Sun, Dec 03, 2017 - Page 8 News List

Taiwan in Time: Surviving on human flesh and a prayer

Chou Tsung-lu, the lone survivor of the Haishan Tunnel No. 1 mining disaster, was sustained by urine, human meat and sheer faith in his struggle to survive 93 hours trapped underground

By Han cheung  /  Staff Reporter

A portrait of Chou Tsung-lu found in his biography, Run From Death.

Photo: Han Cheung, Taipei Times

Dec. 4 to Dec. 10

Chou Tsung-lu (周宗魯) prayed as usual before he headed into Haishan Tunnel No. 1 in New Taipei City’s Sanxia District (三峽) in the late morning of Dec. 5, 1984.

“I must pray every time because it’s quite dangerous down there,” he writes in his biography, Run from Death (突破死亡線), by Ho Hsiao-tung (何曉東). “If I don’t have the protection of Jesus, there’s a huge chance I’ll die.”

Chou was about to start drilling when he was thrown to the ground by a violent burst of wind, knocking off his helmet. Smoldering coal dust scorched his face, and when it subsided he had to make sure he was still alive.

Screaming “Lord,” Chou ran as fast as he could out of the tunnel, past a charred body into a chamber where survivors were all frantically praying to different deities. He kept running upward and found an airpipe several levels above, which kept him alive as his 92 companions dropped one by one to carbon monoxide poisoning.

Surviving underground for 93 hours by drinking urine and eating human flesh, Chou was the sole survivor of the Haishan No. 1 Tunnel mining disaster, the final of three deadly incidents in 1984 that killed at least 270 miners and accelerated the demise of Taiwan’s coal industry.


The closing of Taiwan’s last operating coal mine in Sanxia in 2001 marked the end of 125 years of coal mining in the country, starting with the Badouzih mine (八斗子) in Keelung, which opened in 1856.

According to a document by the Chinese Institute of Mining and Metallurgical Engineers, between 1945 and 1996, a total of 130 million tonnes of coal was procured from these underground passages, peaking between 1964 and 1969, when each year’s production exceeded 5 million tonnes. In 1967, an estimated 58,000 people toiled in 366 mines across the country.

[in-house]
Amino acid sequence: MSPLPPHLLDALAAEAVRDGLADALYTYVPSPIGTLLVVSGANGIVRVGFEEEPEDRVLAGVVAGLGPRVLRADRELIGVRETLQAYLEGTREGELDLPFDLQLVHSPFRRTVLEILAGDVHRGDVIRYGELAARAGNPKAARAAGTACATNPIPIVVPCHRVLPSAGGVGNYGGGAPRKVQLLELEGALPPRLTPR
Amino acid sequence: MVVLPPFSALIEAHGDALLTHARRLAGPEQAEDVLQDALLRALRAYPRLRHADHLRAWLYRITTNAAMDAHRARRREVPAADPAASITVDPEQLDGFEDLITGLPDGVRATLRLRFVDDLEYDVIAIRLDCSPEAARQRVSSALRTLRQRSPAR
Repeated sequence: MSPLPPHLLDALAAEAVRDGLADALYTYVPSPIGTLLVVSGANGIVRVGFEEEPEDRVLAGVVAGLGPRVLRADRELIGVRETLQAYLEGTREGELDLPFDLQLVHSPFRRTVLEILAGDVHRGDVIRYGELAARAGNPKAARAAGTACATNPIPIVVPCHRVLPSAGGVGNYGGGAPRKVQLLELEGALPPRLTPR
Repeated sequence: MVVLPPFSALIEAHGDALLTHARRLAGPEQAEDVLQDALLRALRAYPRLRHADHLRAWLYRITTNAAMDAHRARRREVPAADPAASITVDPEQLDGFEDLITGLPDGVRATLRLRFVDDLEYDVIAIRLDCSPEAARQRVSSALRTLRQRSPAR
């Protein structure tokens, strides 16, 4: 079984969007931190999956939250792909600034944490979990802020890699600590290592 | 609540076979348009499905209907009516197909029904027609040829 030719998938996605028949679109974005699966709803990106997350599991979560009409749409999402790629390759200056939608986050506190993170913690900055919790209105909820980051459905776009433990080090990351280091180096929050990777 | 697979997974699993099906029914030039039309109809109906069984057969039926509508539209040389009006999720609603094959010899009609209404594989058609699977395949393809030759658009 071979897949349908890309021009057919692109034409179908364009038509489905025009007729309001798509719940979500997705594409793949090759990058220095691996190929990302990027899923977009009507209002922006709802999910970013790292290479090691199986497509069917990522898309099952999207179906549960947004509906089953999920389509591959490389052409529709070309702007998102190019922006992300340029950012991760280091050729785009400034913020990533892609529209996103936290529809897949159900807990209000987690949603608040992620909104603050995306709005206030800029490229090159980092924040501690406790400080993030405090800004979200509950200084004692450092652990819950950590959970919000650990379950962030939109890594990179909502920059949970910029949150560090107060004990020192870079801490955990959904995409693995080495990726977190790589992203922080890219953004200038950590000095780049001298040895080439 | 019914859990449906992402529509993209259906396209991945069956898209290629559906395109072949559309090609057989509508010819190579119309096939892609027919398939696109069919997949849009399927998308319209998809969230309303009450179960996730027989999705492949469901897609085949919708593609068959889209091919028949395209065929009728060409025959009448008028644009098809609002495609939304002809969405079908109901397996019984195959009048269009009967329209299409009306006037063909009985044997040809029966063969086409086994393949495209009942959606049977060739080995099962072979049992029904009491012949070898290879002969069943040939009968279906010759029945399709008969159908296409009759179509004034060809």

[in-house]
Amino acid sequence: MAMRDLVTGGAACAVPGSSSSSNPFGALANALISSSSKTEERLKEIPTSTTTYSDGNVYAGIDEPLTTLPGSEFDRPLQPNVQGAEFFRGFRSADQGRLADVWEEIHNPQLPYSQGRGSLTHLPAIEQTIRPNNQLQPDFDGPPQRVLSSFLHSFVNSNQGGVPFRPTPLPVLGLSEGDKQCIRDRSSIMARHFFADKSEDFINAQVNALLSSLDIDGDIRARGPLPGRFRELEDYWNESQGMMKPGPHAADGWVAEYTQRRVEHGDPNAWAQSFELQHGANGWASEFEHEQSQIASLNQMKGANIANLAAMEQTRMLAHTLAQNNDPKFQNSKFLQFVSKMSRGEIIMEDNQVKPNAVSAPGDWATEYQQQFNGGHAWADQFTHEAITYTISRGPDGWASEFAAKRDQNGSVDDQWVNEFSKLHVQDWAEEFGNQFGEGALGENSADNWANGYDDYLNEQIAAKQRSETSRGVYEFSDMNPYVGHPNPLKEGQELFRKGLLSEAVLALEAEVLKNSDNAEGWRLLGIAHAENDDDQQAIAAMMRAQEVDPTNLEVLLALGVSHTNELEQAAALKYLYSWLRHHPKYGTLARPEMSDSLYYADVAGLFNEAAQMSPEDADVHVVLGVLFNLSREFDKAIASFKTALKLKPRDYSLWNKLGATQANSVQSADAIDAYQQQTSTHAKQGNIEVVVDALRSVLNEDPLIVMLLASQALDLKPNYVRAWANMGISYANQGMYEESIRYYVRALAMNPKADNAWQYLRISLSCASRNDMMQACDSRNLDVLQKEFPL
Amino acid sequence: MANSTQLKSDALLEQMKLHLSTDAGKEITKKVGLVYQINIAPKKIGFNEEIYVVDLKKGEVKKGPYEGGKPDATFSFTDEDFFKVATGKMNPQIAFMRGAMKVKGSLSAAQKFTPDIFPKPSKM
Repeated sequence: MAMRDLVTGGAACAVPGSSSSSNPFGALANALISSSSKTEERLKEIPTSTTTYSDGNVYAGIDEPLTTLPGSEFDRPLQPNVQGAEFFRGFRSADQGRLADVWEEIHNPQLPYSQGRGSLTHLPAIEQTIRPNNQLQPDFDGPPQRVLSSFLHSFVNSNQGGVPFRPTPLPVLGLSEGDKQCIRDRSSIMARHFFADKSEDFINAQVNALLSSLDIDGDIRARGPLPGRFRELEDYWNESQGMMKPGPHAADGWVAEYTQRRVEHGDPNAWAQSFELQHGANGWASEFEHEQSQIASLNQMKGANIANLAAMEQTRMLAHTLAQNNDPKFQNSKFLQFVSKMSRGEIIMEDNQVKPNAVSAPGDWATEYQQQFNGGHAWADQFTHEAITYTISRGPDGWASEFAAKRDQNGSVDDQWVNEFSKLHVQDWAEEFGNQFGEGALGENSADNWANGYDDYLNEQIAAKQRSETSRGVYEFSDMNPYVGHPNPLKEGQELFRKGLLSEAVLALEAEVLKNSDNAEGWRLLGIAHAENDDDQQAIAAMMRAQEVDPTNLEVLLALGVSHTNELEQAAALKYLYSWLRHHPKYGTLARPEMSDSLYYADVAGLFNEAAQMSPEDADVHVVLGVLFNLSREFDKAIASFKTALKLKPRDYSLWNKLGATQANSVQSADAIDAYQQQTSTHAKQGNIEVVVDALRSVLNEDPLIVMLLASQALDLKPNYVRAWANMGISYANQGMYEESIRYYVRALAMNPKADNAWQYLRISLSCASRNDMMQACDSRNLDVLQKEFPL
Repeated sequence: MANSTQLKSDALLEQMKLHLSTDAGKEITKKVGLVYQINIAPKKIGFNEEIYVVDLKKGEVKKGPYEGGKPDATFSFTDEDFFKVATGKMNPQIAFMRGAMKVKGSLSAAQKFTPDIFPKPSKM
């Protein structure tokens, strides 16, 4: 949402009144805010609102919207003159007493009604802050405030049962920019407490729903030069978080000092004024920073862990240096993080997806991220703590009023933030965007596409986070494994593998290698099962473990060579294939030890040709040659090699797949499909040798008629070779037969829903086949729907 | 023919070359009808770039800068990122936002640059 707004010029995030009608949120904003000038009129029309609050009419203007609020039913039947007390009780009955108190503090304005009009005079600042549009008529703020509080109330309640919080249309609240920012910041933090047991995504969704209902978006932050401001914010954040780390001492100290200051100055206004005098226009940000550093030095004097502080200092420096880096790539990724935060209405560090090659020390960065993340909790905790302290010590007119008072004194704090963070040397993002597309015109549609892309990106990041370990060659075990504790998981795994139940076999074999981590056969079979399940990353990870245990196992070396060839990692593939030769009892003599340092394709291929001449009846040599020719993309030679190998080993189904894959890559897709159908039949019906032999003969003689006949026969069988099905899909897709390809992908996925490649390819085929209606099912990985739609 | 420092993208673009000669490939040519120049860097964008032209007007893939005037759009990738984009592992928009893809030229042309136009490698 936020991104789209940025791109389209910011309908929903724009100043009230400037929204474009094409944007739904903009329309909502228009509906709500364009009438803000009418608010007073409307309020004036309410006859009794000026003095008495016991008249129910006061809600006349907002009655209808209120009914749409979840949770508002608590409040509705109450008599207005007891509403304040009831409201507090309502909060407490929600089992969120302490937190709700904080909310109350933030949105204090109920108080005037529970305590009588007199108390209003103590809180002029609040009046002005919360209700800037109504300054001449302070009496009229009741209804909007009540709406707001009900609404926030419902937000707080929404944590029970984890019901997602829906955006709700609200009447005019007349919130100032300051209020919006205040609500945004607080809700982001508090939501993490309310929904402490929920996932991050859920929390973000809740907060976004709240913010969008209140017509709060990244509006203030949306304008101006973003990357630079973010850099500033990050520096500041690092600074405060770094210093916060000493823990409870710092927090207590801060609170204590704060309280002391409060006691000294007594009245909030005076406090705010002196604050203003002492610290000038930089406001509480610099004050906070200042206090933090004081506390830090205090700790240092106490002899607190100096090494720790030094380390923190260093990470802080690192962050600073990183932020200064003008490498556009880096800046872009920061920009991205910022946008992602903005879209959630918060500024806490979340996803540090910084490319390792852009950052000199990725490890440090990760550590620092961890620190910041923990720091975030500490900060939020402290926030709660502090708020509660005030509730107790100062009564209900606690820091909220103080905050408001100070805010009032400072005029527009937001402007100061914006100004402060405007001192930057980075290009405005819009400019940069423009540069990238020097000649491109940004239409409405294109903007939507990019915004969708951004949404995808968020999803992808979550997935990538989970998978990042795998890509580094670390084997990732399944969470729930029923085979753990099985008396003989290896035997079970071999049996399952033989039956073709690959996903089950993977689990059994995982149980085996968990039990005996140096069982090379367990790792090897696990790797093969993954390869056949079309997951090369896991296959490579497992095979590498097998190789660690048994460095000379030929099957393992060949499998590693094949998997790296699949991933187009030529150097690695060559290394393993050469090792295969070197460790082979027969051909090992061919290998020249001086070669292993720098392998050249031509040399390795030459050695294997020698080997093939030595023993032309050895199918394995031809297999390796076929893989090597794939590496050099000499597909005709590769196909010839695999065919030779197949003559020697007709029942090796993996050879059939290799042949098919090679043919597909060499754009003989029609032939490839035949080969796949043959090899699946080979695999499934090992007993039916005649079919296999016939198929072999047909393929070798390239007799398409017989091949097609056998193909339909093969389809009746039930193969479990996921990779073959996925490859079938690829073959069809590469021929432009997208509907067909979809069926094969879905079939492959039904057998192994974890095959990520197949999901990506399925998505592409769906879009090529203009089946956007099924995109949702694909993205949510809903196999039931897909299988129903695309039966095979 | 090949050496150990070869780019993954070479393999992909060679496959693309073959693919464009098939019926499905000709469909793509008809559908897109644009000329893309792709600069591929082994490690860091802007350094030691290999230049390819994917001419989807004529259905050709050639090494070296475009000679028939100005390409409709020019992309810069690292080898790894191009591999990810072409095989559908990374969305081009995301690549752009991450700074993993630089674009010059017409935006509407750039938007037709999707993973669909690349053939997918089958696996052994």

It was a dangerous operation, but with coal providing up to 60 percent of the nation’s energy in the 1960s, production was valued over safety and on average there were 83 accidents and 111 deaths per year between 1946 and 1969. The most common cause was falling rock, followed by gas and dust explosions.

The Bureau of Mines was established in 1970. It established safety laws and regulations in 1974 and 1976 and set up emergency response centers near mining districts. The death toll greatly decreased, with 22 in 1983. But things took a turn for the worse the following year.

On June 20, 1984, the first major disaster struck at the Haishan Mine (海山煤礦) in New Taipei City’s Tucheng District (土城). A rail car came loose and slid down a slope, hitting a high-voltage electric box and causing an explosion. Many survivors succumbed to carbon monoxide poisoning. The second incident on July 10 at Ruifang District’s Meishan Mine (煤山煤礦) was due to an electrical fire. The disaster Chou was involved in occurred due to an explosion of undetermined origin.

Taiwan’s coal industry was already struggling due to competition from imported coal and the advent of other types of energy such as petrol, and these deadly incidents only sped up the decline. By 2000, there were only four operating mines in Taiwan, all located in Sanxia.

The Haishan No. 1 Tunnel incident was not the first disaster Chou encountered. In 1979, he missed work for reasons he can no longer recall, narrowly avoiding several explosions in the Chungyi mine (忠義煤礦), also in Sanxia.

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